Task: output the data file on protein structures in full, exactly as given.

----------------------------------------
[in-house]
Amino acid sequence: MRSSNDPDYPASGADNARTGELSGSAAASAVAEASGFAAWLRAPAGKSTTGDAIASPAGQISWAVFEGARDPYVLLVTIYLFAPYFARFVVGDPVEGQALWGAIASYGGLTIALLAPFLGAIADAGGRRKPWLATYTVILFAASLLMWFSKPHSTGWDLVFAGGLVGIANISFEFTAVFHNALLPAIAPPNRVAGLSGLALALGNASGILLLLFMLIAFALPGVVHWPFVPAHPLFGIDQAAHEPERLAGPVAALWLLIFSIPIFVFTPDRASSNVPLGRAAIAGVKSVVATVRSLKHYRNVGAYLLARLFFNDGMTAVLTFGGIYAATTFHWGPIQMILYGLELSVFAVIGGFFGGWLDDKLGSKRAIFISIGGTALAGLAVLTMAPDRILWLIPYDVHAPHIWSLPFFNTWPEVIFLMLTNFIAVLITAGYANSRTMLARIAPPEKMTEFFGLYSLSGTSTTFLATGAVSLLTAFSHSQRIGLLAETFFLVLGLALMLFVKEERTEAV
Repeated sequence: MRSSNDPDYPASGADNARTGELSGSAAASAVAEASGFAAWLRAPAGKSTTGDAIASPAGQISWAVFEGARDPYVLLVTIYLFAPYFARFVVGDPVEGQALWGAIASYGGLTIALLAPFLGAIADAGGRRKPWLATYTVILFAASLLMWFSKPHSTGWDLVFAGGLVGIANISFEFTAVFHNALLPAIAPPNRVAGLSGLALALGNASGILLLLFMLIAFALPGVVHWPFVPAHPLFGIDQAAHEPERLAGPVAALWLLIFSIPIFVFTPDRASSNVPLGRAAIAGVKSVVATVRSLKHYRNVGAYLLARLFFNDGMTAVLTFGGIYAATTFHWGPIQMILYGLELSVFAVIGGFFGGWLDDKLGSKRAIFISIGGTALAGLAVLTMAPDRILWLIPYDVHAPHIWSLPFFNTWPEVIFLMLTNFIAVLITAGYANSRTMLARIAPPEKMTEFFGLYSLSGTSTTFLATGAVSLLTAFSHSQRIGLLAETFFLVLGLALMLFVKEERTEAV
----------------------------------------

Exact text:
[in-house]
Amino acid sequence: MRSSNDPDYPASGADNARTGELSGSAAASAVAEASGFAAWLRAPAGKSTTGDAIASPAGQISWAVFEGARDPYVLLVTIYLFAPYFARFVVGDPVEGQALWGAIASYGGLTIALLAPFLGAIADAGGRRKPWLATYTVILFAASLLMWFSKPHSTGWDLVFAGGLVGIANISFEFTAVFHNALLPAIAPPNRVAGLSGLALALGNASGILLLLFMLIAFALPGVVHWPFVPAHPLFGIDQAAHEPERLAGPVAALWLLIFSIPIFVFTPDRASSNVPLGRAAIAGVKSVVATVRSLKHYRNVGAYLLARLFFNDGMTAVLTFGGIYAATTFHWGPIQMILYGLELSVFAVIGGFFGGWLDDKLGSKRAIFISIGGTALAGLAVLTMAPDRILWLIPYDVHAPHIWSLPFFNTWPEVIFLMLTNFIAVLITAGYANSRTMLARIAPPEKMTEFFGLYSLSGTSTTFLATGAVSLLTAFSHSQRIGLLAETFFLVLGLALMLFVKEERTEAV
Repeated sequence: MRSSNDPDYPASGADNARTGELSGSAAASAVAEASGFAAWLRAPAGKSTTGDAIASPAGQISWAVFEGARDPYVLLVTIYLFAPYFARFVVGDPVEGQALWGAIASYGGLTIALLAPFLGAIADAGGRRKPWLATYTVILFAASLLMWFSKPHSTGWDLVFAGGLVGIANISFEFTAVFHNALLPAIAPPNRVAGLSGLALALGNASGILLLLFMLIAFALPGVVHWPFVPAHPLFGIDQAAHEPERLAGPVAALWLLIFSIPIFVFTPDRASSNVPLGRAAIAGVKSVVATVRSLKHYRNVGAYLLARLFFNDGMTAVLTFGGIYAATTFHWGPIQMILYGLELSVFAVIGGFFGGWLDDKLGSKRAIFISIGGTALAGLAVLTMAPDRILWLIPYDVHAPHIWSLPFFNTWPEVIFLMLTNFIAVLITAGYANSRTMLARIAPPEKMTEFFGLYSLSGTSTTFLATGAVSLLTAFSHSQRIGLLAETFFLVLGLALMLFVKEERTEAV